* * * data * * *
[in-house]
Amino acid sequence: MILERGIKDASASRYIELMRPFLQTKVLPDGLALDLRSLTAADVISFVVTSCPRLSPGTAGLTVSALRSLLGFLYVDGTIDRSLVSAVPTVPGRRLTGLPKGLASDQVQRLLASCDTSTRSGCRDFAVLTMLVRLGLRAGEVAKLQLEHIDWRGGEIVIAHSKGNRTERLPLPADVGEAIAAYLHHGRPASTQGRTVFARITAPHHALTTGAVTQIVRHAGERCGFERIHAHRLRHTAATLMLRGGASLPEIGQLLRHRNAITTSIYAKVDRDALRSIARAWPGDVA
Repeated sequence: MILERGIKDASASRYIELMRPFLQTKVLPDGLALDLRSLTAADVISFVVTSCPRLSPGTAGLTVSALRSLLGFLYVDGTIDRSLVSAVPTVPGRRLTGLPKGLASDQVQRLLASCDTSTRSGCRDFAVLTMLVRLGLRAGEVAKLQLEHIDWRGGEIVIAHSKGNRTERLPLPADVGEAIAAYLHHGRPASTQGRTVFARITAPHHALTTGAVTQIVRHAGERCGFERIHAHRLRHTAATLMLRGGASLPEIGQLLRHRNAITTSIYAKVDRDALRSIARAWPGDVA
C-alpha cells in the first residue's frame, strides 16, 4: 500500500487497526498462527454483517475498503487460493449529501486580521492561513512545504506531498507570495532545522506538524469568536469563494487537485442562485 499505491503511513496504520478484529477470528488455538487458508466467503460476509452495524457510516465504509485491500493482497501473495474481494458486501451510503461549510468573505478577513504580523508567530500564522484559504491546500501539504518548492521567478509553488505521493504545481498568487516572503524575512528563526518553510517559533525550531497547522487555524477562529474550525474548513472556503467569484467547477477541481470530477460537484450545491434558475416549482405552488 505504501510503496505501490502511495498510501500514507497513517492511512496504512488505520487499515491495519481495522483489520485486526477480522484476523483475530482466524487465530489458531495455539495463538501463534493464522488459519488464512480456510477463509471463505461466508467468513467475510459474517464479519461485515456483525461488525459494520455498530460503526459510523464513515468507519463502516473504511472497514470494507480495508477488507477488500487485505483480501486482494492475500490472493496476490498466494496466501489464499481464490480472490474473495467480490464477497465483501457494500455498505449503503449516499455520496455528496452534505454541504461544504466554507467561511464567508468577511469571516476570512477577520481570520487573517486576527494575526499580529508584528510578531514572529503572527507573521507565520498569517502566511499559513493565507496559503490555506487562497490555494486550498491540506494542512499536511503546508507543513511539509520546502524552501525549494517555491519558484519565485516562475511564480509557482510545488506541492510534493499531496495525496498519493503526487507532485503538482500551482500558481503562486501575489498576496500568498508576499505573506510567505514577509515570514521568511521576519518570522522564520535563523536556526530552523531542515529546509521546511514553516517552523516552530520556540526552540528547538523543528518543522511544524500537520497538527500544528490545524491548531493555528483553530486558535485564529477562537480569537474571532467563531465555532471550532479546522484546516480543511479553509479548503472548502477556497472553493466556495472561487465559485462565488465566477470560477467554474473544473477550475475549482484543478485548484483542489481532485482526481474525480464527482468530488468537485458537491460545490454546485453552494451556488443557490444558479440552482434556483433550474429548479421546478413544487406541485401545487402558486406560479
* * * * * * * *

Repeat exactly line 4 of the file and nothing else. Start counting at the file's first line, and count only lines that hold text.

C-alpha cells in the first residue's frame, strides 16, 4: 500500500487497526498462527454483517475498503487460493449529501486580521492561513512545504506531498507570495532545522506538524469568536469563494487537485442562485 499505491503511513496504520478484529477470528488455538487458508466467503460476509452495524457510516465504509485491500493482497501473495474481494458486501451510503461549510468573505478577513504580523508567530500564522484559504491546500501539504518548492521567478509553488505521493504545481498568487516572503524575512528563526518553510517559533525550531497547522487555524477562529474550525474548513472556503467569484467547477477541481470530477460537484450545491434558475416549482405552488 505504501510503496505501490502511495498510501500514507497513517492511512496504512488505520487499515491495519481495522483489520485486526477480522484476523483475530482466524487465530489458531495455539495463538501463534493464522488459519488464512480456510477463509471463505461466508467468513467475510459474517464479519461485515456483525461488525459494520455498530460503526459510523464513515468507519463502516473504511472497514470494507480495508477488507477488500487485505483480501486482494492475500490472493496476490498466494496466501489464499481464490480472490474473495467480490464477497465483501457494500455498505449503503449516499455520496455528496452534505454541504461544504466554507467561511464567508468577511469571516476570512477577520481570520487573517486576527494575526499580529508584528510578531514572529503572527507573521507565520498569517502566511499559513493565507496559503490555506487562497490555494486550498491540506494542512499536511503546508507543513511539509520546502524552501525549494517555491519558484519565485516562475511564480509557482510545488506541492510534493499531496495525496498519493503526487507532485503538482500551482500558481503562486501575489498576496500568498508576499505573506510567505514577509515570514521568511521576519518570522522564520535563523536556526530552523531542515529546509521546511514553516517552523516552530520556540526552540528547538523543528518543522511544524500537520497538527500544528490545524491548531493555528483553530486558535485564529477562537480569537474571532467563531465555532471550532479546522484546516480543511479553509479548503472548502477556497472553493466556495472561487465559485462565488465566477470560477467554474473544473477550475475549482484543478485548484483542489481532485482526481474525480464527482468530488468537485458537491460545490454546485453552494451556488443557490444558479440552482434556483433550474429548479421546478413544487406541485401545487402558486406560479